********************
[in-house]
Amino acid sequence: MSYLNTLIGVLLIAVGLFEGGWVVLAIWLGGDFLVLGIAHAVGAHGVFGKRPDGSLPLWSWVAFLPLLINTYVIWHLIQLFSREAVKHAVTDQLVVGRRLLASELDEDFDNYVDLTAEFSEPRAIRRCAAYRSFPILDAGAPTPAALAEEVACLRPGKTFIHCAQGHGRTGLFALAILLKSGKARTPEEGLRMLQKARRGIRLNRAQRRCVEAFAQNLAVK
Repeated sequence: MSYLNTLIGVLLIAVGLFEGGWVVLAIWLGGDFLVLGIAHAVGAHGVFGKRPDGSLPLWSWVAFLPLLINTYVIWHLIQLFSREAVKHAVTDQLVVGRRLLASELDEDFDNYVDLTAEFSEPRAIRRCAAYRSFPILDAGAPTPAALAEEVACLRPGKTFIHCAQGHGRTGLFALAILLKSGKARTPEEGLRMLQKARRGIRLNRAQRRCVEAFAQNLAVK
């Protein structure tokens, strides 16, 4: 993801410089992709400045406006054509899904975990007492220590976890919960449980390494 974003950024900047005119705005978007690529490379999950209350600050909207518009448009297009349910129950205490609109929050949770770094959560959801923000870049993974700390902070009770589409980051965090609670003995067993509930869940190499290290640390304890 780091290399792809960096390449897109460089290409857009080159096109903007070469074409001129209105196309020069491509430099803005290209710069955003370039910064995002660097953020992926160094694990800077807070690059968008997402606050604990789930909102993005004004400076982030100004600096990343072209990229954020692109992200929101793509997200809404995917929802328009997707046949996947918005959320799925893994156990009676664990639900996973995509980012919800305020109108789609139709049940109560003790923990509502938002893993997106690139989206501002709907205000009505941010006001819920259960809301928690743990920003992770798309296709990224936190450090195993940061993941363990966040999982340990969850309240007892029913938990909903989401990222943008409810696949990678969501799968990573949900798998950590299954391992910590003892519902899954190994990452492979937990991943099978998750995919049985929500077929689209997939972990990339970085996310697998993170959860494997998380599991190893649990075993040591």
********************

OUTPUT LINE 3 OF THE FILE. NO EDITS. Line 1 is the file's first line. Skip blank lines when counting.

Repeated sequence: MSYLNTLIGVLLIAVGLFEGGWVVLAIWLGGDFLVLGIAHAVGAHGVFGKRPDGSLPLWSWVAFLPLLINTYVIWHLIQLFSREAVKHAVTDQLVVGRRLLASELDEDFDNYVDLTAEFSEPRAIRRCAAYRSFPILDAGAPTPAALAEEVACLRPGKTFIHCAQGHGRTGLFALAILLKSGKARTPEEGLRMLQKARRGIRLNRAQRRCVEAFAQNLAVK